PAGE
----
A Good Story out of Santa Clara County Jails

I want to start the new year off by first hoping everyone enjoyed their holiday season. The second thing I would like to do here is to do something the sheriff doesn’t do…not that she doesn’t do it, actually, but she usually does it for all the wrong reasons on the rare occasions that she does.

We’ve heard the sheriff tell us, between blaming everyone but herself for all the failures, that there are many deputies working hard to do a the best job possible. I would like to add that not all mentally ill inmates are being treated in the manner we have heard so many stories about lately. But never does the sheriff provide examples, though there are plenty to choose from.

The Mercury News has rushed to interview any inmate that will tell their story of violence and abuse at the hands of our deputies, some stories with little to indicate their veracity beyond the person actually having spent time in the jail. A no-no for “legitimate” media sources. From what was explained to me by my source and what appears in the letter below, the Mercury News MAY be in custody of the below letter and had the opportunity to promote this as “a good story” out of the jails. If they were in receipt of the letter, then they specifically chose not to pursue at least one inmate’s willingness to tell a positive story that actually compliments deputies. I hope they never received the letter, but we’ll likely never know the truth either way.

Today the Mercury did run “A Good Story” about the jails, Elmwood specifically, where the most recent story about a deputy being violently assaulted came from. The story had nothing at all to do with the deputies, other than the throw away statement that “deputies were sensitive and helpful”.  (Note to my readers:  Can any of you please help me understand what happened after the event in the Mercury story regarding what I understand to be contraband?  Was staff forced into playing “bad Santa” or was potentially dangerous contraband allowed to stay in the hands of inmates?)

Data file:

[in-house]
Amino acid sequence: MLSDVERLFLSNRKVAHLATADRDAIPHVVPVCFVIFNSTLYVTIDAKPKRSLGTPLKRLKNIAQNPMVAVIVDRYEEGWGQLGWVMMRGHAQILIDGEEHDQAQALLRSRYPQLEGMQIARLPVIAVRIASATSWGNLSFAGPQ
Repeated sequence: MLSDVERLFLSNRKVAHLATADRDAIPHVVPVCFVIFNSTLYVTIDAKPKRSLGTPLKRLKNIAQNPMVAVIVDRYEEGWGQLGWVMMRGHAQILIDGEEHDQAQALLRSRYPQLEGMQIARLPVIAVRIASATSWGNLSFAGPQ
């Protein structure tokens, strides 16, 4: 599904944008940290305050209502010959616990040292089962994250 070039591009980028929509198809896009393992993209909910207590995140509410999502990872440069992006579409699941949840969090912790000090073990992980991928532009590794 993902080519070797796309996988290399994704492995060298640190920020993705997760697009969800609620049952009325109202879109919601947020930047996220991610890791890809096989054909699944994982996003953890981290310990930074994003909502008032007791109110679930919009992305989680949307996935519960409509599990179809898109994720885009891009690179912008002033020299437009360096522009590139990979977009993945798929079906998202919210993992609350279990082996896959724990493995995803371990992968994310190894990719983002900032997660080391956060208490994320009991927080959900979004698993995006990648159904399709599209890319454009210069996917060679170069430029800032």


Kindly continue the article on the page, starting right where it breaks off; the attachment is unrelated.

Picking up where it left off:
Let me be clear on this, I have not spoken to the deputies named in the letter below about the incident. I have not spoken to the author of the letter. I have been told by my source that the deputies they know involved do not feel they are “heroes” or that they went “above and beyond”; they feel they did their jobs, did what they were supposed to do. But they are frustrated at the picture being painted of everyone. While they may or may not take pride in the job they did that day, I would like to recognize them. While they may not have gone “above and beyond”, they certainly did their job with concern, compassion and empathy. They took those extra moments that we would hope everyone would do in their lives for someone in need.

It’s an unfortunate side effect of trying to fix things that it comes across always negative, sometimes it even feels to be directly opposite of what we are fighting for. It makes everyone in the office look bad. We want change, we want something better… we want something that looks more like these deputies. I don’t say that meaning that we don’t have a LOT of these deputies, because we do. We have them all over corrections and enforcement and they not only often go unrecognized (which when you’re just doing your job, is usually okay) but they get pushed to the back of the room. These are the people who the sheriff either ignores as a value to the organization, or if they push at all for improvements, shoves to the back of the room and makes every attempt to silence. Deputies like this will be passed over again and again for promotion in favor of people who have dogs alert for narcotics at their office door (a person the rumor mill has been saying is coming back as a contractor), or don’t have the sense to not chain smoke in the parking lot all day long while wearing a nicotine patch forcing personnel away from their jobs to respond to a preventable drug overdose by one of their supervisors (a person so reliable in the ability to find them in the parking lot smoking that they’ve been promoted to the top).

I am honored that the person who provided this to me gave me the opportunity to show that there is positive feedback and good people working in our jails despite the sheriff’s efforts to paint everyone with the same brush to protect herself from the public backlash of her poor efforts.

Anyway, without further ado, below is a 2-page letter written by an inmate who had a medical emergency and had nothing but kind words for those who were there when he needed them and felt in the current atmosphere weren’t being recognized for their efforts.

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Thank you for the great job, deputies! And to all the others not being recognized during this time for doing their job to the best of their ability, even adding that extra touch, thank you!  I trust at some point, we will have a leader that will incite the best in all of us, and that you will all be the examples that leader holds up to our public to prove